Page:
Syrian security forces launched a long-feared crackdown in a flashpoint town on Friday and killed seven pro-democracy demonstrators, as Turkey accused the regime of atrocities and the US slammed the "slaughter of innocent lives."
"Army units have started their mission to control Jisr al-Shughur and neighbouring villages and arrest the armed gangs," state television said, adding that the raid on the northwestern town came "at the request of residents."
One witness said that "military forces bombarded the villages around Jisr al-Shughur in their advance on the town."
"Soldiers torched wheat fields in the village of Al-Ziyara," 15 kilometres (nine miles) southeast of Jisr al-Shughur, he said.
Rights activists said most of the 50,000 inhabitants of Jisr al-Shughur had fled -- many to neighbouring Turkey -- when tanks and troops began converging on the town midweek and that it was now largely deserted.
State television blamed "armed terrorist gangs" on Wednesday as it ran images of "massacres" in Jisr al-Shughur which it said had resulted in the deaths of 120 police and troops on Monday.
But opposition activists said the deaths resulted from a mutiny by troops who refused orders to crack down on protesters.
It was not possible to independently verify the version of events as foreign journalists are banned from reporting in Syria.
Protesters, meanwhile, poured on to the streets of main towns and cities Friday after the weekly Muslim main prayers, many chanting slogans against President Bashar al-Assad and in support of Jisr al-Shughur residents.
Security forces shot dead seven anti-regime protesters, including two in Daraa, rights activists said.
Three civilians were killed in the Qabun district of Damascus, and another two in the Bosra al-Harir area of southern Daraa province, an epicentre of pro-democracy protests that have shaken Syria since mid-March.
State television said "armed men" fired at security forces in Bosra al-Harir, killing a security force member and a civilian.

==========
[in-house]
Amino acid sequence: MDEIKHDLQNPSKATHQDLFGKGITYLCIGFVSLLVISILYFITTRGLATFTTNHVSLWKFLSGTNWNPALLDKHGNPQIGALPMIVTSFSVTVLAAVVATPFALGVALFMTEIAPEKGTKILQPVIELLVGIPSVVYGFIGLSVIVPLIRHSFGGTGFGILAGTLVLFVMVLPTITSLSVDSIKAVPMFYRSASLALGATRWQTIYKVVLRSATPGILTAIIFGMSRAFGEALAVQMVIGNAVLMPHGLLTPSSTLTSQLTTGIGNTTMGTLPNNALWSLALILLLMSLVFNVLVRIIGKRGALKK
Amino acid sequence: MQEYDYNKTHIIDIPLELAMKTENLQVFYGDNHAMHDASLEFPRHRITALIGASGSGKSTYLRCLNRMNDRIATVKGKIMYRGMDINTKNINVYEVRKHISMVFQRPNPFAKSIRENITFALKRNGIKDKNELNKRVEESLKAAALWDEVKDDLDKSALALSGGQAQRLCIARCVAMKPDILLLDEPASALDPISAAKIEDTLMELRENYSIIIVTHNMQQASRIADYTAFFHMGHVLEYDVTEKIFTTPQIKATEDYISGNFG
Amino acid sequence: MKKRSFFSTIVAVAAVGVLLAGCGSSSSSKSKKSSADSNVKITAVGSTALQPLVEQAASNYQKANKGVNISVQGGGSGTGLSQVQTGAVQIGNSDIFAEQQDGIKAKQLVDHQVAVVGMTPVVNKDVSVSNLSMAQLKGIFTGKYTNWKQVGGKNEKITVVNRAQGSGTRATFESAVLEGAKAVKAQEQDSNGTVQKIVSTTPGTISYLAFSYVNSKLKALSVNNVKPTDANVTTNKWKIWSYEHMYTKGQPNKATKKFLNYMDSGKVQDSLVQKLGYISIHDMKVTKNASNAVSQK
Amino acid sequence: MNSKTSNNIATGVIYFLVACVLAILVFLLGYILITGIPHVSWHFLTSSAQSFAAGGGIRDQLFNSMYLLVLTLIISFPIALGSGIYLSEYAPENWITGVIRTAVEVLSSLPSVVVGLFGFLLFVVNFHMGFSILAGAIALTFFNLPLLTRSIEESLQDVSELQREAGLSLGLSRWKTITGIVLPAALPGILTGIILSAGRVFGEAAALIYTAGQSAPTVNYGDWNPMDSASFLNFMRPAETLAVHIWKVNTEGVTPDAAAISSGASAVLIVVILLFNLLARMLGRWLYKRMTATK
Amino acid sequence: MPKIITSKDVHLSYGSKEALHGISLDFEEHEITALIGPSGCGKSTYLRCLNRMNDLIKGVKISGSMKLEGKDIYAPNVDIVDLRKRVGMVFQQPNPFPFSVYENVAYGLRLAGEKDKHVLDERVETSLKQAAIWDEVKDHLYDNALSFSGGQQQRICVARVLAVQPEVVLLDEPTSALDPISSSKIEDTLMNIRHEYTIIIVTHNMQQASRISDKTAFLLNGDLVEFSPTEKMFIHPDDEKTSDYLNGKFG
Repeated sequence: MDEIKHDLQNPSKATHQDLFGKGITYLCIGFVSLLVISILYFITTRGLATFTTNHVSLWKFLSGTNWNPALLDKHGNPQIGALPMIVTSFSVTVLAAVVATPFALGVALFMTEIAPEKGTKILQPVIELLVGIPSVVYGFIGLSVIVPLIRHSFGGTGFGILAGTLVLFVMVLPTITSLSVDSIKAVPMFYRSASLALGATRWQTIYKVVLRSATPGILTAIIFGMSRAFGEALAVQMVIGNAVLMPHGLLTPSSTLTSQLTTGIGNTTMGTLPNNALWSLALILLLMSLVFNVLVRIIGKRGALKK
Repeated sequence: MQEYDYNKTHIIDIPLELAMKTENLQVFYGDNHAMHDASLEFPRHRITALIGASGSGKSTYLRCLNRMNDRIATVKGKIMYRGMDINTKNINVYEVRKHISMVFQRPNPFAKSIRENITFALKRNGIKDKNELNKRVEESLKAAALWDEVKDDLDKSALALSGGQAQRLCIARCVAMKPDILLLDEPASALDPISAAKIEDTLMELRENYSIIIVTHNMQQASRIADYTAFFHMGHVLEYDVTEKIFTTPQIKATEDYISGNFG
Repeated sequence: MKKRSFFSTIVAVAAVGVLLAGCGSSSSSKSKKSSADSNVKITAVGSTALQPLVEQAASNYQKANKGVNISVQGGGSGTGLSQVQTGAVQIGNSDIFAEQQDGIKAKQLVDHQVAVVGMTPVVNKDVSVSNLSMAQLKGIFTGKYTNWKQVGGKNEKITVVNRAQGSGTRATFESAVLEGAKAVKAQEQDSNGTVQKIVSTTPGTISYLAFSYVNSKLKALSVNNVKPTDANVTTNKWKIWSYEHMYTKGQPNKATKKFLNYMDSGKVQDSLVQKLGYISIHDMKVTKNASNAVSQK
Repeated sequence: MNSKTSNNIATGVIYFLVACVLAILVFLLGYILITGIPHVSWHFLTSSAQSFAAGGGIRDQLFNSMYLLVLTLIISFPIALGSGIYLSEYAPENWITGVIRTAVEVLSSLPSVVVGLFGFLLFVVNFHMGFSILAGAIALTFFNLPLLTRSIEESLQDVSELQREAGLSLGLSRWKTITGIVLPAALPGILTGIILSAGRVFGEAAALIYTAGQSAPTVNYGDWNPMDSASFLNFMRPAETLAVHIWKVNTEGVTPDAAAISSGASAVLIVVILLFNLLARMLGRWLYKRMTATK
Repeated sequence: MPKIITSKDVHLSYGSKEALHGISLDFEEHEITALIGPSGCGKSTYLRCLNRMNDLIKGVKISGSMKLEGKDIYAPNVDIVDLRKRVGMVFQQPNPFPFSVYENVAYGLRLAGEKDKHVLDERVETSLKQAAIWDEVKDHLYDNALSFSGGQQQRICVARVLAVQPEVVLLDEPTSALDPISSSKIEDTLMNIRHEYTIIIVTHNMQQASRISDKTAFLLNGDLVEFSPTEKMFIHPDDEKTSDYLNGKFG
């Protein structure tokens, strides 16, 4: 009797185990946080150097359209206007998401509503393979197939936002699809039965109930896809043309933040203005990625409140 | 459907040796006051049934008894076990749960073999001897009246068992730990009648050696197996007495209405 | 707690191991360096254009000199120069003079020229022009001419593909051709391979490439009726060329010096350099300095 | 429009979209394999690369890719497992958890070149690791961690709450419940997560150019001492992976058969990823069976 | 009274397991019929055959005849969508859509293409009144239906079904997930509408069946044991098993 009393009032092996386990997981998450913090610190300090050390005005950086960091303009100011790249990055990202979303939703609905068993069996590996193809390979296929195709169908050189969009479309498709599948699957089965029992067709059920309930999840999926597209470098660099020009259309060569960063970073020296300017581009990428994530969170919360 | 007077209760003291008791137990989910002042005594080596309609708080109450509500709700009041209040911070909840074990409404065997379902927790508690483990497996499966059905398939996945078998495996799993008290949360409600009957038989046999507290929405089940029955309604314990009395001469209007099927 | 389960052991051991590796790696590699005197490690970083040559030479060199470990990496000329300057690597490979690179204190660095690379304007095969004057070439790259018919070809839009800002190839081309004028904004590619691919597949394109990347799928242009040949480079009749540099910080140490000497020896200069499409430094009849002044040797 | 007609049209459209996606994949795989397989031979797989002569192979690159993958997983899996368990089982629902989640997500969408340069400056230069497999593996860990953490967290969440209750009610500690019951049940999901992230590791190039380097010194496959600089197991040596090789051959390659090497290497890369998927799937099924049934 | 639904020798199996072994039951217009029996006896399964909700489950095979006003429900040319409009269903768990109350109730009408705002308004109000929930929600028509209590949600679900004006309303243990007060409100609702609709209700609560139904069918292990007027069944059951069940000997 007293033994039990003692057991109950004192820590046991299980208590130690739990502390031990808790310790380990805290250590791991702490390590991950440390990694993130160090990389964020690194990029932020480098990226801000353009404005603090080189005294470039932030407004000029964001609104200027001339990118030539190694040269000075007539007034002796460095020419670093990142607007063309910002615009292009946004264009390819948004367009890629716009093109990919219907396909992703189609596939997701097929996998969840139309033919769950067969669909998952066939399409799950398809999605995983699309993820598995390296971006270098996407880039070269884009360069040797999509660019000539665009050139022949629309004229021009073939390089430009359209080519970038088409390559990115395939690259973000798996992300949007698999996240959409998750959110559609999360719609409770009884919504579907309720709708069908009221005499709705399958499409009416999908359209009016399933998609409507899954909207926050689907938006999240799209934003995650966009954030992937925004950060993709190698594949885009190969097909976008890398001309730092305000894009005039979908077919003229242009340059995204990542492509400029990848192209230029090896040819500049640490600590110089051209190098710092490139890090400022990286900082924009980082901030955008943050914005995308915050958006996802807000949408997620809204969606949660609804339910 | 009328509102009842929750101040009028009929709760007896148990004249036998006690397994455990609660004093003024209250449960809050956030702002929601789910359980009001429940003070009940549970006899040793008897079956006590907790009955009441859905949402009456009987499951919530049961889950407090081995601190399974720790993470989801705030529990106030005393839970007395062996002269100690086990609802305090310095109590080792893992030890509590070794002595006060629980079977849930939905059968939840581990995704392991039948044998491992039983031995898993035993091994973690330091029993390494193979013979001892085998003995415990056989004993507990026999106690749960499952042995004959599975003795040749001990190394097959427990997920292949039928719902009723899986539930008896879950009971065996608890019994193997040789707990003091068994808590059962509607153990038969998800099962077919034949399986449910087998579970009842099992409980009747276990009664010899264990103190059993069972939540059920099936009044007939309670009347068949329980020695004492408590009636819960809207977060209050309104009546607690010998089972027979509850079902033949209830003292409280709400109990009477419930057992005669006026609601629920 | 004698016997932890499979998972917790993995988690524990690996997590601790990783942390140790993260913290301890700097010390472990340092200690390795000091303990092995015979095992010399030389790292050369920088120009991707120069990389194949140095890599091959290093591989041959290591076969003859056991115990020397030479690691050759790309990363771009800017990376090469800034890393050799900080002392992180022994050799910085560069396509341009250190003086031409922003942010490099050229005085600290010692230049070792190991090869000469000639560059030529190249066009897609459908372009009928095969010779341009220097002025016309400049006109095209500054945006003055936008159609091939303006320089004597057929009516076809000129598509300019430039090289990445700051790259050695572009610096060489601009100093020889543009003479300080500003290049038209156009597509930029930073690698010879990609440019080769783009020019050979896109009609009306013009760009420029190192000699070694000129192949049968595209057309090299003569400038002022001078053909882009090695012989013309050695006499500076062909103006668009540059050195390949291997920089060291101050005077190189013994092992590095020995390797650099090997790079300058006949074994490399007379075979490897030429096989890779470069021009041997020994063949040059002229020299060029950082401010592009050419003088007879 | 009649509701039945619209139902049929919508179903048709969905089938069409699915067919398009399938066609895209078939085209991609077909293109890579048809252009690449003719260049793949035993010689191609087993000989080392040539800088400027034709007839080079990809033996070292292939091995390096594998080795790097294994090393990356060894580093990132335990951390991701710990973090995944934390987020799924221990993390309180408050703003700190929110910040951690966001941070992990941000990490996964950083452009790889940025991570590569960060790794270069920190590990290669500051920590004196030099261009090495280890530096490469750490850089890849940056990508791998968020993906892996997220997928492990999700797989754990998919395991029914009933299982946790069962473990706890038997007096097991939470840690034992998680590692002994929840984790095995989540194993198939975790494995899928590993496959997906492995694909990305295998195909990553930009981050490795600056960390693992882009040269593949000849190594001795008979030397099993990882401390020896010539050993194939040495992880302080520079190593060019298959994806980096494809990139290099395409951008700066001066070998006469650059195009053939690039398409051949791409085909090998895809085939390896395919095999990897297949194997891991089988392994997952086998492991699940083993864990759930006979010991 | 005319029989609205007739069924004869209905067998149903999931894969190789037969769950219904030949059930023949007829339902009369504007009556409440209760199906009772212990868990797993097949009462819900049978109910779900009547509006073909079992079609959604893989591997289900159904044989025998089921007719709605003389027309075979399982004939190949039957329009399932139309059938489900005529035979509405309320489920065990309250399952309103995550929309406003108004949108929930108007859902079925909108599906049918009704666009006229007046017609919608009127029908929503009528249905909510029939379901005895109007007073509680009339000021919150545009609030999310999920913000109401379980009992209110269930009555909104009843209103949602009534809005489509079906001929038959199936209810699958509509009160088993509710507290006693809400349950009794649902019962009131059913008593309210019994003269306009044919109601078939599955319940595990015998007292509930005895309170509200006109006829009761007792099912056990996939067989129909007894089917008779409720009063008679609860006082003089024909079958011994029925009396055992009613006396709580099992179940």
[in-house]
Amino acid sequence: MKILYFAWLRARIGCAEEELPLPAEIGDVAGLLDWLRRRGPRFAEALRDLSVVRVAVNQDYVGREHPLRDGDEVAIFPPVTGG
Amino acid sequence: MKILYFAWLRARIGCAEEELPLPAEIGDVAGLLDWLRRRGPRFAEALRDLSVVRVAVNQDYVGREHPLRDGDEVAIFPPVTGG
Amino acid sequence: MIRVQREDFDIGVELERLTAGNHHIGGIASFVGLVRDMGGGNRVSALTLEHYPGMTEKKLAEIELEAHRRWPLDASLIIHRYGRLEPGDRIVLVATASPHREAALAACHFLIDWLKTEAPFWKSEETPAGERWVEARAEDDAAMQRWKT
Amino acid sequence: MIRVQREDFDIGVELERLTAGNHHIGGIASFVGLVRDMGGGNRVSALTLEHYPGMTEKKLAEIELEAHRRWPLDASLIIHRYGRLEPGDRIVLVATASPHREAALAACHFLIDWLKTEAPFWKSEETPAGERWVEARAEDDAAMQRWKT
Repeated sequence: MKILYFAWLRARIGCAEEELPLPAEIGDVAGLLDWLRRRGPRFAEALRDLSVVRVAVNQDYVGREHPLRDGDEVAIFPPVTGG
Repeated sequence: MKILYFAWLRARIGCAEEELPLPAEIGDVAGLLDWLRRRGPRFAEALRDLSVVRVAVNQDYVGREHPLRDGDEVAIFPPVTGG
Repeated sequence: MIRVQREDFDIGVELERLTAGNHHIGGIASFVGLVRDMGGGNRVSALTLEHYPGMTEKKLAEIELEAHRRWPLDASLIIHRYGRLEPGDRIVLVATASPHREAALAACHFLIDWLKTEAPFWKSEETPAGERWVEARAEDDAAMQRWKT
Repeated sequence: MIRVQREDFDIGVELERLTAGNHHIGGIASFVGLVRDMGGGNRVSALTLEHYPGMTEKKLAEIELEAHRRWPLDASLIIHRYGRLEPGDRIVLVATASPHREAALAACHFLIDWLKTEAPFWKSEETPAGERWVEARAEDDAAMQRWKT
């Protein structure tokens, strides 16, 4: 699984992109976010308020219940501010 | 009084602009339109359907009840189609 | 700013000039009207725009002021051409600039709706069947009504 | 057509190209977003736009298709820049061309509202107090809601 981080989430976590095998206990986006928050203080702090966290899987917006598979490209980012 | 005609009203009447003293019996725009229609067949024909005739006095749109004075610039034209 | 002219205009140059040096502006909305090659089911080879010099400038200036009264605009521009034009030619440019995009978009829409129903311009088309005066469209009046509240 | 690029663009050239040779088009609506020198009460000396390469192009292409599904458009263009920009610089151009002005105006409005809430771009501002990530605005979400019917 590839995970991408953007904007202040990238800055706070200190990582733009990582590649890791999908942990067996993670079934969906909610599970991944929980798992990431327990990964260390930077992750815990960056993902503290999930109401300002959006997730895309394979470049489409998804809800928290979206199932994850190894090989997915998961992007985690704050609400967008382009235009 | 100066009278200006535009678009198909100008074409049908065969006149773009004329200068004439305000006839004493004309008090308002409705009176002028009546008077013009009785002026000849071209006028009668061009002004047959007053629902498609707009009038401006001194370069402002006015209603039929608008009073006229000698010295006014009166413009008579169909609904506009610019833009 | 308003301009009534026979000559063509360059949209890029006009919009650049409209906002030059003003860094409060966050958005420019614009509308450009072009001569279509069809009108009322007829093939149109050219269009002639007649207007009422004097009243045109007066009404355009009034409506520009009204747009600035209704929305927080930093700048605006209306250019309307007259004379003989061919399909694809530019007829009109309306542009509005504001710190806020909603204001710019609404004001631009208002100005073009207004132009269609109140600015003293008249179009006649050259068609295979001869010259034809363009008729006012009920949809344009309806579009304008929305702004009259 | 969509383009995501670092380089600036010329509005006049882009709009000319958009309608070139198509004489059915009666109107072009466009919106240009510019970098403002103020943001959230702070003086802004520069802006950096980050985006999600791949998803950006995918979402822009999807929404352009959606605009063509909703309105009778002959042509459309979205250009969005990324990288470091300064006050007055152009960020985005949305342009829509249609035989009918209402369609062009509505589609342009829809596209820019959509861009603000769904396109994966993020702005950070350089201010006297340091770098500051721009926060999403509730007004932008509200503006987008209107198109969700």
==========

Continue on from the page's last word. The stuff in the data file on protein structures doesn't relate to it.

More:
A sixth person was shot dead in the coastal resort of Latakia, said the head of the London-based Syrian Observatory for Human Rights, Rami Abdel Rahman, reached by telephone from Nicosia.
The seventh fatality occurred near Al-Sirmanya in northwestern Idlib province, another human rights activist told AFP, requesting anonymity.
More than 8,000 protesters marched through three Kurdish towns in the north to demand political reform and in solidarity with Jisr al-Shughur, said another activist, Hassan Berro.
The marches took place at Ras al-Ain, on the border with Turkey, and in Qamishli and Amuda.
The Syrian Observatory said other protests were held and gunshots heard in the city of Homs, north of Damascus.
Security forces kept away as a crowd of more than 7,000 converged on Al-Assi Square, in the city of Hama, further north, where at least 60 civilians were killed on June 3, the group said, citing local residents.
Protests were also reported in Dael, a town in Daraa province which gave birth to Syria's anti-regime movement in mid-March, and thousands gathered in the capital's Midan district as well as the suburbs of Harasta and Barzeh.
Syria's opposition had called for the renewed protests under the slogan "Friday of the Tribes."
More than 1,200 civilians, including dozens of children, have been killed in a government crackdown during the past three months, rights groups say.
Damascus blames the unrest on "armed terrorist gangs" backed by Islamists and foreign agitators.
Assad has come under fire from Turkey's Prime Minister Recep Tayyip Erdogan, a personal friend.
"Unfortunately they do not behave humanely," Erdogan said in a television interview late Thursday carried by Anatolia news agency, describing the treatment of the bodies of women slain by the security forces as an "atrocity."
"I talked to (Assad) four or five days ago," said Erdogan. "But they underestimate the situation."
Erdogan said the brutal crackdown was "unacceptable" and would "necessarily" lead the UN Security Council to step in.
It was Ankara's harshest reaction yet to the Syrian turmoil, which has forced nearly 3,000 people to seek refuge across the border in Turkey.
US Defence Secretary Robert Gates piled pressure on Assad on Friday, saying his very legitimacy was on the line.
"The slaughter of innocent lives in Syria should be a problem and concern for everybody," Gates said in Brussels.
"And whether Assad still has the legitimacy to govern in his own country after this kind of a slaughter I think is a question everybody has to consider."
At the UN Security Council, Western powers have begun debating a draft resolution put forward by Britain and France demanding an end to the violence and an arms embargo on Syria.